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Olafur Eliasson: In Real Life at Tate Modern

Updated: Dec 10, 2019


This exhibition is a collection of his work from 1990 to today. It takes you through the journey of Eliasson's and his team's design process allowing you to see their initial models and idea boards through to the final concepts.

Walking through it you are surrounded by multi sensory exhibits, including a wall fully covered in moss and a 39 meter long room full of smoke that only allows you to see 1.5 meters ahead of you.

Prior to the exhibition I have watched the Abstract episode about Eliasson, his work and his design process. This helped me to better understand the exhibition and know the context of some of the models present such as the ones from the Waterfall project.

One of the most fascinating things I've seen was a yellow light that takes away all the colour. You are drowned in it when you first step into the lift that takes you to the exhibition. It's shocking how suddenly all the colour is taken away and you are surrounded by a black and white world.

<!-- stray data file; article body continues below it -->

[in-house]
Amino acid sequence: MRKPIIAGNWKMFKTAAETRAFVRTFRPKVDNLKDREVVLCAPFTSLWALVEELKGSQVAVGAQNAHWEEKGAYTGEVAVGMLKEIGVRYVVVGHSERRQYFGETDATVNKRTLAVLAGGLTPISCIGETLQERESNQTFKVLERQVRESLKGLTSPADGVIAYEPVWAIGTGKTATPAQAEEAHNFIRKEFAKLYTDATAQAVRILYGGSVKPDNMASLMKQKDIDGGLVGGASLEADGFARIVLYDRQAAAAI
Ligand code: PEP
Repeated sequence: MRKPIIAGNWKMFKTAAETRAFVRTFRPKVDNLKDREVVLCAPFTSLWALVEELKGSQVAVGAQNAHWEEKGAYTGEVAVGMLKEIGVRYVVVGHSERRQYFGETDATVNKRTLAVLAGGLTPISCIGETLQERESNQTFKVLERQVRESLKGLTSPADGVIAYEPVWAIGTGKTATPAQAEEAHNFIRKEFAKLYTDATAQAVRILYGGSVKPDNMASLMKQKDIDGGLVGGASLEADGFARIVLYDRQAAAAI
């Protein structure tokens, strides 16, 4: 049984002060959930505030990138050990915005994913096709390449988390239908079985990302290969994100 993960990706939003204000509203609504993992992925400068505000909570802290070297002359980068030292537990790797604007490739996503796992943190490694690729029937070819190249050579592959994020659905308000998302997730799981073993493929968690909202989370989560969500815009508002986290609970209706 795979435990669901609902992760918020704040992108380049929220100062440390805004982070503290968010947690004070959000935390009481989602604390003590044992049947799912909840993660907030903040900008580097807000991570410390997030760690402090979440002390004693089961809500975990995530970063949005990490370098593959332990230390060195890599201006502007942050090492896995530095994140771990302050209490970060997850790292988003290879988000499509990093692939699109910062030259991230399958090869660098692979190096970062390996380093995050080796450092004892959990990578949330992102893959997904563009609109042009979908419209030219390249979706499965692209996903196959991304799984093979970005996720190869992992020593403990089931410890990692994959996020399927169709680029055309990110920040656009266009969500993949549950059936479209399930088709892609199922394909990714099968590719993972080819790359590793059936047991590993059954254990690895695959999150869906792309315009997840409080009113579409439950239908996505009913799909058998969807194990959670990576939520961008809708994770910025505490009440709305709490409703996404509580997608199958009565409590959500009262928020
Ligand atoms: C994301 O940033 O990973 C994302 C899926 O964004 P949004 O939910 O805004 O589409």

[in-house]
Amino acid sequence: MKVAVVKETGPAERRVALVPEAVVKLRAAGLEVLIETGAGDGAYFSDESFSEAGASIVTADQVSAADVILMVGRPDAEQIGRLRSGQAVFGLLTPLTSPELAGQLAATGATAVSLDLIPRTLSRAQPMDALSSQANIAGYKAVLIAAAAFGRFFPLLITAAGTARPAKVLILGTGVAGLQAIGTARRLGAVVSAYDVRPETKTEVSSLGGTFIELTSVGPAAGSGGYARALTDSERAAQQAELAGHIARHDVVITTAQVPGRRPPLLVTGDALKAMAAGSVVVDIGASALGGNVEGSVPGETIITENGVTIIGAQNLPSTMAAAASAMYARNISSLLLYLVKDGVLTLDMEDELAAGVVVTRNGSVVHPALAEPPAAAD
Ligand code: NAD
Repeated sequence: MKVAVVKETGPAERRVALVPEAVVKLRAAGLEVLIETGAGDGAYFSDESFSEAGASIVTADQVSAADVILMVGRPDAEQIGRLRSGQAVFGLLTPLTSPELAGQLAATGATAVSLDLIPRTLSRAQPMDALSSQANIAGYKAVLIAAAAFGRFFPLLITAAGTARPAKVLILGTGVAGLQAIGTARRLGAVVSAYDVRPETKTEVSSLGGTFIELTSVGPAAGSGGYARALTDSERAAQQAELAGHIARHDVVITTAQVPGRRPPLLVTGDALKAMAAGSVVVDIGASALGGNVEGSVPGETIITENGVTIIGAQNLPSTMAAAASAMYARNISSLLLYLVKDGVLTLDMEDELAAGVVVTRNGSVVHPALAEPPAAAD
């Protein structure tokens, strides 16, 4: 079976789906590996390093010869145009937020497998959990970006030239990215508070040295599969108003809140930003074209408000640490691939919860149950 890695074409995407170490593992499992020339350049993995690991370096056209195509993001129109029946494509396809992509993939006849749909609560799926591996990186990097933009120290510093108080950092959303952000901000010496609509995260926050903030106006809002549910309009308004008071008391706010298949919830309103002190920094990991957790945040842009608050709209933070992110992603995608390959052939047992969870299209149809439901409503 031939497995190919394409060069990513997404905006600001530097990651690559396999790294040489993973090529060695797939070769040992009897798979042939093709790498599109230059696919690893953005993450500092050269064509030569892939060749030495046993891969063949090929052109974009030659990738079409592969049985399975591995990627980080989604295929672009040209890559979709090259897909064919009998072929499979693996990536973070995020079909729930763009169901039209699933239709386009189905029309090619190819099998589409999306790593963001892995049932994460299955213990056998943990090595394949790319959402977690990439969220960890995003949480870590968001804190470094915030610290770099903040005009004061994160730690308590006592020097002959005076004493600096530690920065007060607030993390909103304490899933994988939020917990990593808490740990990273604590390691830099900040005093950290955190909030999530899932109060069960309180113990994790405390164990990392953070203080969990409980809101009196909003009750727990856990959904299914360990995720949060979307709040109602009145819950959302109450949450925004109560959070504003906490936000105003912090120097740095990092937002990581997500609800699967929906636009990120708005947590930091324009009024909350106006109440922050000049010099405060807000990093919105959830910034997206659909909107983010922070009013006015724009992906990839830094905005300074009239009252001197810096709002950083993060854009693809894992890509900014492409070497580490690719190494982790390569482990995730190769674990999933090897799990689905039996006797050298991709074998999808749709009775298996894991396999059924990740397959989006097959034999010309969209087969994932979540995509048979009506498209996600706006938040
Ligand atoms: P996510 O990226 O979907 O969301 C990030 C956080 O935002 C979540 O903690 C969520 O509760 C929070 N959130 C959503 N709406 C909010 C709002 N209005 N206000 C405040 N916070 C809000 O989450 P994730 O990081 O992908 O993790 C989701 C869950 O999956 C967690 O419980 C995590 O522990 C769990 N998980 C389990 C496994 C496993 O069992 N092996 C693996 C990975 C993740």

In his work, Olafur Eliasson often uses glacial ice to highlight the idea of climate change and the effect that this has on glaciers. My favourite one in this exhibition was 'Glacial currents'. It was made by placing chunks of glacial ice on top of coloured pigments and once the ice melted, the water blended together with the pigments creating a painting.

Kaleidoscopes are used in some of the installations as the "multiple reflections reconfigure what you see". The lights were dimmed and the room was filled with colourful shapes that were created by the kaleidoscope installations.

Overall walking through the exhibition you are surrounded by works both 2D and 3D, interactive and non interactive. You are taken on a journey that plays with your different senses and allows you to reflect and re-think the way you perceive things, even those every day ones.

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